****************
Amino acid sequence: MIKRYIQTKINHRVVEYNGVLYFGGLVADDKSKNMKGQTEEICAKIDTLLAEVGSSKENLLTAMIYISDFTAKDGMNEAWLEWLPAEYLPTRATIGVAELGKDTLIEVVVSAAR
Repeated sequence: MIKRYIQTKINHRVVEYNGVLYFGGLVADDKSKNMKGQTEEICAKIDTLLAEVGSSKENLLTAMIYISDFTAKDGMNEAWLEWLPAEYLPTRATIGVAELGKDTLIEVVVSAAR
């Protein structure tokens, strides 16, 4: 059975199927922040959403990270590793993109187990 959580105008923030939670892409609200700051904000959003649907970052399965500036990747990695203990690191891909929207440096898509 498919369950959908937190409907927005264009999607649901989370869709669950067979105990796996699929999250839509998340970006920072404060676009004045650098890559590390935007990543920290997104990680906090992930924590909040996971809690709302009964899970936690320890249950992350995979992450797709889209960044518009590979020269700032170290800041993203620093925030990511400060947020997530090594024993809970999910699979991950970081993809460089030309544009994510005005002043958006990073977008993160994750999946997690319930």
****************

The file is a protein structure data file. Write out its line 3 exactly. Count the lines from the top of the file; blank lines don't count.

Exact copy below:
């Protein structure tokens, strides 16, 4: 059975199927922040959403990270590793993109187990 959580105008923030939670892409609200700051904000959003649907970052399965500036990747990695203990690191891909929207440096898509 498919369950959908937190409907927005264009999607649901989370869709669950067979105990796996699929999250839509998340970006920072404060676009004045650098890559590390935007990543920290997104990680906090992930924590909040996971809690709302009964899970936690320890249950992350995979992450797709889209960044518009590979020269700032170290800041993203620093925030990511400060947020997530090594024993809970999910699979991950970081993809460089030309544009994510005005002043958006990073977008993160994750999946997690319930």